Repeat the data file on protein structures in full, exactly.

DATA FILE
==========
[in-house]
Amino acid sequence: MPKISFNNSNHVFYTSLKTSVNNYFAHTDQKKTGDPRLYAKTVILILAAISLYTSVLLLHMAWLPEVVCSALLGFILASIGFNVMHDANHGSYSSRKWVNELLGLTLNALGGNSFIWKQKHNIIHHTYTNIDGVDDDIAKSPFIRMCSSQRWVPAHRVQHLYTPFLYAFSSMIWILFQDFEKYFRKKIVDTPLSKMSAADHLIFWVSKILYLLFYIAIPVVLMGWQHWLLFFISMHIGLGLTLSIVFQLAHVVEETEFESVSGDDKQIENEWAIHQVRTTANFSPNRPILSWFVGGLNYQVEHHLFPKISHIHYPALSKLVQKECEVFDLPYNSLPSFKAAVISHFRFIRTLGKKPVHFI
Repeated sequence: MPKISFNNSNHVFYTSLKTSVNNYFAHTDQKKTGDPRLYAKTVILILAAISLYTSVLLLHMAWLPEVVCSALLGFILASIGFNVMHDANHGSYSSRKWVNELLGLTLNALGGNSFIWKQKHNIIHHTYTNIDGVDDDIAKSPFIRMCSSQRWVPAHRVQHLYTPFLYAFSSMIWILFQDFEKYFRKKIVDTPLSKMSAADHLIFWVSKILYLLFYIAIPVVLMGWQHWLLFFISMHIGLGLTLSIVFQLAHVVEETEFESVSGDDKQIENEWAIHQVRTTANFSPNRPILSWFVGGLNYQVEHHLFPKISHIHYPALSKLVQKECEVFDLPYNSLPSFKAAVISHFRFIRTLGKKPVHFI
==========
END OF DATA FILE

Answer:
[in-house]
Amino acid sequence: MPKISFNNSNHVFYTSLKTSVNNYFAHTDQKKTGDPRLYAKTVILILAAISLYTSVLLLHMAWLPEVVCSALLGFILASIGFNVMHDANHGSYSSRKWVNELLGLTLNALGGNSFIWKQKHNIIHHTYTNIDGVDDDIAKSPFIRMCSSQRWVPAHRVQHLYTPFLYAFSSMIWILFQDFEKYFRKKIVDTPLSKMSAADHLIFWVSKILYLLFYIAIPVVLMGWQHWLLFFISMHIGLGLTLSIVFQLAHVVEETEFESVSGDDKQIENEWAIHQVRTTANFSPNRPILSWFVGGLNYQVEHHLFPKISHIHYPALSKLVQKECEVFDLPYNSLPSFKAAVISHFRFIRTLGKKPVHFI
Repeated sequence: MPKISFNNSNHVFYTSLKTSVNNYFAHTDQKKTGDPRLYAKTVILILAAISLYTSVLLLHMAWLPEVVCSALLGFILASIGFNVMHDANHGSYSSRKWVNELLGLTLNALGGNSFIWKQKHNIIHHTYTNIDGVDDDIAKSPFIRMCSSQRWVPAHRVQHLYTPFLYAFSSMIWILFQDFEKYFRKKIVDTPLSKMSAADHLIFWVSKILYLLFYIAIPVVLMGWQHWLLFFISMHIGLGLTLSIVFQLAHVVEETEFESVSGDDKQIENEWAIHQVRTTANFSPNRPILSWFVGGLNYQVEHHLFPKISHIHYPALSKLVQKECEVFDLPYNSLPSFKAAVISHFRFIRTLGKKPVHFI